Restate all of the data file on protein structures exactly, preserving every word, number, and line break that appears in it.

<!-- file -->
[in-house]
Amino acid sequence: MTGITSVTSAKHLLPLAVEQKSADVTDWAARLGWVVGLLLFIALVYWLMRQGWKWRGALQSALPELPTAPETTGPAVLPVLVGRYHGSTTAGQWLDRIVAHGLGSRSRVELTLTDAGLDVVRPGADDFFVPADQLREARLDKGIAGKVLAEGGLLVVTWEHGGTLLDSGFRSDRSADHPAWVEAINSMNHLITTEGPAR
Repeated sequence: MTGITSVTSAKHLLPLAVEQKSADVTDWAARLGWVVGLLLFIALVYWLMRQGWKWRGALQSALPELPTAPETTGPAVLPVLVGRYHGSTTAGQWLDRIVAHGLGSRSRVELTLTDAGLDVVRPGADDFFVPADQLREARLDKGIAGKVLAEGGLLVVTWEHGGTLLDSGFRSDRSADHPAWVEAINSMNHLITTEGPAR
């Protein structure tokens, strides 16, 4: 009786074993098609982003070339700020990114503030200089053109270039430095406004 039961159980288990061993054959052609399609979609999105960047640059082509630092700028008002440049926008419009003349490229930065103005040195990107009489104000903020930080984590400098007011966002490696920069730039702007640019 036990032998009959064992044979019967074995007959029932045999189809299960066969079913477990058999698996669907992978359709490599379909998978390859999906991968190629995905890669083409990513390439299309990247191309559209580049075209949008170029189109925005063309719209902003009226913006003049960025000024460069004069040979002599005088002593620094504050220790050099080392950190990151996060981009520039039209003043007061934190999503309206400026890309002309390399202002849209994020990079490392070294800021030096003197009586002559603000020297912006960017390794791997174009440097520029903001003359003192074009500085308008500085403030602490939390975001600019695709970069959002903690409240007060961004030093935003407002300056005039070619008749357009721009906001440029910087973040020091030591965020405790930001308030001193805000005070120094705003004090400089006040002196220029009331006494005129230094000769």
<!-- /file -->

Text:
[in-house]
Amino acid sequence: MTGITSVTSAKHLLPLAVEQKSADVTDWAARLGWVVGLLLFIALVYWLMRQGWKWRGALQSALPELPTAPETTGPAVLPVLVGRYHGSTTAGQWLDRIVAHGLGSRSRVELTLTDAGLDVVRPGADDFFVPADQLREARLDKGIAGKVLAEGGLLVVTWEHGGTLLDSGFRSDRSADHPAWVEAINSMNHLITTEGPAR
Repeated sequence: MTGITSVTSAKHLLPLAVEQKSADVTDWAARLGWVVGLLLFIALVYWLMRQGWKWRGALQSALPELPTAPETTGPAVLPVLVGRYHGSTTAGQWLDRIVAHGLGSRSRVELTLTDAGLDVVRPGADDFFVPADQLREARLDKGIAGKVLAEGGLLVVTWEHGGTLLDSGFRSDRSADHPAWVEAINSMNHLITTEGPAR
């Protein structure tokens, strides 16, 4: 009786074993098609982003070339700020990114503030200089053109270039430095406004 039961159980288990061993054959052609399609979609999105960047640059082509630092700028008002440049926008419009003349490229930065103005040195990107009489104000903020930080984590400098007011966002490696920069730039702007640019 036990032998009959064992044979019967074995007959029932045999189809299960066969079913477990058999698996669907992978359709490599379909998978390859999906991968190629995905890669083409990513390439299309990247191309559209580049075209949008170029189109925005063309719209902003009226913006003049960025000024460069004069040979002599005088002593620094504050220790050099080392950190990151996060981009520039039209003043007061934190999503309206400026890309002309390399202002849209994020990079490392070294800021030096003197009586002559603000020297912006960017390794791997174009440097520029903001003359003192074009500085308008500085403030602490939390975001600019695709970069959002903690409240007060961004030093935003407002300056005039070619008749357009721009906001440029910087973040020091030591965020405790930001308030001193805000005070120094705003004090400089006040002196220029009331006494005129230094000769």